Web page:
I approach Emancipation from a tangent. In their incisive work titled Éloge de la créolité/in praise of creoleness, Jean Bernabé et al. aver a dual exteriority for Caribbean peoples. Exteriority is an outward looking disposition of the collective cultural psyche that seeks validation from external sources. The enslaving trade, colonialism, socio-cultural mechanisms economic arrangements of the colonizers created a situation that forced enslaved persons into obeisance, beatification, and deification of their white overlords. I borrow from Kenneth Stampp’s book, The Peculiar Institution as referenced by Martin Luther King Jr. in Where Do We Go from Here: Chaos or Community? to reinforce this point. Stamp reflects on U.S. slavery training manuals for slaveowners. One recommended mechanism for impoverishing enslaved persons was to taint African ancestry with derogations of their history and culture. Another mechanism was to instill a sense of awe for the enormous powers of the white masters (Loc. 713-717, Kindle). These strategies, violently enforced, were key to creating the first exteriority.
Disturbingly, the second exteriority was the worthy and necessary turn to Africa for validation. The black Caribbean person needed an antidote to the toxic Eurocentrism of the colonial period. This was a critique of the Negritude Movement’s Afrocentrism and its Caribbean and African heroes, Aimé Césaire, Léon Damas, Léopold Sédar Senghor, Jeanne and Paulette Nardal, and Suzanne Césaire. Yet, their work was critical for establishing an early anti-colonial effort albeit with an exteriorizing gaze. These are intellectual ancestors. However, with Bernabé et al. as our guide to exteriority, I recognize the Negritude intellectuals as idealizing Africa as the true north of the African Diaspora.
For Bernabé et al., exteriority cannot be the terminal liberative concept for Afro-Caribbean peoples. Exteriority is an old fatality that needs to be exorcised. (85) Their antidote is “interior vision.” Interior vision, “restores us to ourselves in a mosaic renewed by the autonomy of its components, their unpredictability, their now mysterious resonances … it is an inner disruption … a sacred one.” It is predicated on self-acceptance. (86) If “interior vision” was our compass, then our symbols, our secular liturgies, our religious practices, our moral and ethical standards, governance, education, historiographies, religiosities, theologies, politics, pedagogies all would require recalibration. That massive undertaking would require a restatement of our telos, our collective purpose. It would require the development of new symbols and symbols systems. Our societal logic would need to be demonstrably different in vocabulary, grammar, and syntax. I wonder then, how would Emancipation fare in such revisioning?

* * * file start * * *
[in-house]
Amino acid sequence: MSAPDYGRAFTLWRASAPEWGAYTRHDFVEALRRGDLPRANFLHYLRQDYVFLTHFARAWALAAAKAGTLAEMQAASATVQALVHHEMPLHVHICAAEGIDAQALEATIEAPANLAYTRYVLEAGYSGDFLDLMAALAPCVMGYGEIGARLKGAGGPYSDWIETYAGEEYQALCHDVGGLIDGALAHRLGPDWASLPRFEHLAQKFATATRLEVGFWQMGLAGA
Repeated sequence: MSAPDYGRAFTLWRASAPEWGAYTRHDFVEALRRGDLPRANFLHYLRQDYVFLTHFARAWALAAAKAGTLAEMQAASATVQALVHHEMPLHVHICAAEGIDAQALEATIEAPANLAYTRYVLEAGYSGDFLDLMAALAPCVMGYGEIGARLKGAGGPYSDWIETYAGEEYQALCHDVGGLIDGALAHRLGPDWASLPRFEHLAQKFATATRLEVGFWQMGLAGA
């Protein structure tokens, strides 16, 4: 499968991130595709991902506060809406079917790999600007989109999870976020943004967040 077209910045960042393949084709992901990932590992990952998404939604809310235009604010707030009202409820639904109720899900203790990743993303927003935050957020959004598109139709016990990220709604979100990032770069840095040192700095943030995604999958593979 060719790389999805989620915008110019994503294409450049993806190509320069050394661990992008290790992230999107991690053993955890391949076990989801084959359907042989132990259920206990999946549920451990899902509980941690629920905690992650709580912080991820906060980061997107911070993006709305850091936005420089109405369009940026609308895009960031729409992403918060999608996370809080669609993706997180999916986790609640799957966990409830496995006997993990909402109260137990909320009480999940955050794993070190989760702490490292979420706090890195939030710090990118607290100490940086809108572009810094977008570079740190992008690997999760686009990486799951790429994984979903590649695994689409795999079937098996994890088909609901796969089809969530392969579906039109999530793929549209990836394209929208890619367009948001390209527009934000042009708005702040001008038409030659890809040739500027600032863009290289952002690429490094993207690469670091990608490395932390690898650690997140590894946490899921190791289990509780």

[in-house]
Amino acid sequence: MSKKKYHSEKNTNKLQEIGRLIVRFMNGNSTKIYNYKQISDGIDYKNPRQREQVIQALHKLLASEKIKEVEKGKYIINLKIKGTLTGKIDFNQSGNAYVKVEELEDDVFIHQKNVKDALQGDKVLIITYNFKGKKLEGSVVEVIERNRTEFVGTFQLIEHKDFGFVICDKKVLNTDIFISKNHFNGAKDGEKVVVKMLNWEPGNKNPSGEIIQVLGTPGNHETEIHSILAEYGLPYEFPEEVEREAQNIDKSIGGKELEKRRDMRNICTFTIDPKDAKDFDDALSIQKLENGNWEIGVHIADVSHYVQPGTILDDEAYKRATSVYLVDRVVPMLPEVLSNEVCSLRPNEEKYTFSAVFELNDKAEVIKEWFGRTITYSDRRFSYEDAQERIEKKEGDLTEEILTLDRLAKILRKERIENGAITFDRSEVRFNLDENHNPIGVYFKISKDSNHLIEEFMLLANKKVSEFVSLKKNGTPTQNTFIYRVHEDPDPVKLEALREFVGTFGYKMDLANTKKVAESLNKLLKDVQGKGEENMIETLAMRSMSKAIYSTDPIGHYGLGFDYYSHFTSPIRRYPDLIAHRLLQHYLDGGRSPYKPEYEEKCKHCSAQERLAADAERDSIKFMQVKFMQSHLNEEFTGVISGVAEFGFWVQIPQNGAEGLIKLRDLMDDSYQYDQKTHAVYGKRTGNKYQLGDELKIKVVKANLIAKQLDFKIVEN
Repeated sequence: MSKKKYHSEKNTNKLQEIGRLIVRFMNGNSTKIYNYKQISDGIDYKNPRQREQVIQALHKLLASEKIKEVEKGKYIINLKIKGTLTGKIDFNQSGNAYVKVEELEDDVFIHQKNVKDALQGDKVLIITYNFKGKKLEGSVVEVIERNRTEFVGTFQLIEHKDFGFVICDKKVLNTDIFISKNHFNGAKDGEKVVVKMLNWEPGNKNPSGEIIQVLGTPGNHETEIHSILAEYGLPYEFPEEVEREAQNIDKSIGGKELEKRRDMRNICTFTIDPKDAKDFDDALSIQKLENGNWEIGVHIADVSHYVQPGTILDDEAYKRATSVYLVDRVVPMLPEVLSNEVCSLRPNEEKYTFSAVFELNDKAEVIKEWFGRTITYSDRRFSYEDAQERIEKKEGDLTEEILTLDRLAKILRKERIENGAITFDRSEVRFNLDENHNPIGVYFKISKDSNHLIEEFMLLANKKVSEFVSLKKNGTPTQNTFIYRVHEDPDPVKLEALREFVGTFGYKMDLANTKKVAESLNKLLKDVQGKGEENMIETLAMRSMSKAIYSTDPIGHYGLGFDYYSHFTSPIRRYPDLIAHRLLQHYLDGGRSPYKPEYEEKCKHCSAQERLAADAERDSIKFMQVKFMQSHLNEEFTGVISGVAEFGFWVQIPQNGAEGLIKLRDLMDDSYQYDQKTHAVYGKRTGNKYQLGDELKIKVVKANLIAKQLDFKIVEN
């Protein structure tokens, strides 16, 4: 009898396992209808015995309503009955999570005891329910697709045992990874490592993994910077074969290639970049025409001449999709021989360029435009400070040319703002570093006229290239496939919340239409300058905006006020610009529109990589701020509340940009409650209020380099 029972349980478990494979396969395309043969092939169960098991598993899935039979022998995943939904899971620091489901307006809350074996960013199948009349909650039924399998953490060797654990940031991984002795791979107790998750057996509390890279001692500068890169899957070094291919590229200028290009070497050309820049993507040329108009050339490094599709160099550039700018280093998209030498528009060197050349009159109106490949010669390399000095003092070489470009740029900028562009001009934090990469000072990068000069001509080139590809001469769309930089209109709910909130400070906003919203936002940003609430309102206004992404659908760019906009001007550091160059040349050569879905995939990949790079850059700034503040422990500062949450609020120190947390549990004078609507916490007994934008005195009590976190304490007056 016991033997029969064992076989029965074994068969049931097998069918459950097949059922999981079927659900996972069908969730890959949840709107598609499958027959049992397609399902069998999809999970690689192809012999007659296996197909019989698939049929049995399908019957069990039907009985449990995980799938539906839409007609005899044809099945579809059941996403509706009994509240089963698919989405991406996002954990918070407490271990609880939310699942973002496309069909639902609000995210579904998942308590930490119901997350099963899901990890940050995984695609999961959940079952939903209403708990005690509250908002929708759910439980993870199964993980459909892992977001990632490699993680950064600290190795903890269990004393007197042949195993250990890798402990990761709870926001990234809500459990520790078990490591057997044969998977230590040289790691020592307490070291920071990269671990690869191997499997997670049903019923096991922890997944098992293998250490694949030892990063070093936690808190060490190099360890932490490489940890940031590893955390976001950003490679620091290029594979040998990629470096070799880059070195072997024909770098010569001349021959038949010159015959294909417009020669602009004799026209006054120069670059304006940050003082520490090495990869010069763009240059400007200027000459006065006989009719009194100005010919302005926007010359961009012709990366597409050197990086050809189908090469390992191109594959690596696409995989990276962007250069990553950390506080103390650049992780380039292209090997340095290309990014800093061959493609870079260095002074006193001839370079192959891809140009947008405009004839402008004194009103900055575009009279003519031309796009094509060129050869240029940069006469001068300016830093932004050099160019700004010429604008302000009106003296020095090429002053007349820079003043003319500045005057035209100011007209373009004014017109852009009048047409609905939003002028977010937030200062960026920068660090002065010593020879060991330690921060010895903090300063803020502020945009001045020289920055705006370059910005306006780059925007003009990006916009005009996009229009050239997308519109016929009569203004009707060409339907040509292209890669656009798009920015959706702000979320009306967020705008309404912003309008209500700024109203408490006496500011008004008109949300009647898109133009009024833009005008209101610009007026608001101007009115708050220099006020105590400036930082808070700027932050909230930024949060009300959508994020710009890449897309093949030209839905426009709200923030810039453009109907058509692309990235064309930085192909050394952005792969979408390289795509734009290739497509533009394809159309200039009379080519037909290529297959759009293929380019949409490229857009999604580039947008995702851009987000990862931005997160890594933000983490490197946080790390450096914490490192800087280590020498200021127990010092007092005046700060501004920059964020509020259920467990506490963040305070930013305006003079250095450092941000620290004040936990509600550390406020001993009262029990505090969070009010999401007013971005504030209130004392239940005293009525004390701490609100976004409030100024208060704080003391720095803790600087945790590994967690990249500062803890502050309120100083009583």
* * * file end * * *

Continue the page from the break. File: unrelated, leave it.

The response lies partly in the gaze. Emancipation is a coercive force. As historical memory it may already have been domesticated into the infrastructure of racism – that deeply burrowing racism that narratively maintains our belief that Emancipation is something the colonizers accomplished on behalf of the enslaved and the colonized. To the extent that this assertion has any resonance then we must interrogate Emancipation and our memorializations. What is the term’s afterlife beyond recitations of a hackneyed narrative and lament about the short-comings of our achievements – another hackneyed narrative? Even to indwell the term anti-racism requires the shell of Eurocentrism as a naturalized habitational discourse for descendants of those enslaved ancestors. There is, however, a countering coercive force in the term. That other force requires an optical and auditory change. “Interior vision” could aid the processes of reorientation and recalibration.
What did those first emancipated ancestors do? What were their new hopes and expectations – their spirits? Did they marvel at “backra” or did they contemplate their next step in a new, ambiguous circumstance? Which segment of our society memorializes emancipation in the current relevance of their struggles for justice, in their call upon the Spirit/s, in ancestral memories? Do we gather, across our adopted lands while our hands still hold on to our birth-lands, to listen and converse, differently? What are the stressors of emancipatory interior vision when overwhelmed by current coercions of interracial proximities? In other words, is Emancipation, as we understand it, an occasion for exterior vision, a peculiar ventriloquism? Or are we as yet, the poets of our own souls, the architects of our psychical superstructures? Emancipation as a question is simply, quō vādis emancipation? Oops I mean, “Emancipation, a whey yu a go? Shake the vision awake until we break the chains of our current exteriorities. Ase.
Rev. Dr. Althea Spencer Miller
July 31, 2020 ©
Rev. Dr. Althea Spencer Miller is Assistant Professor of New Testament at The Drew Theological School, Drew University, New Jersey.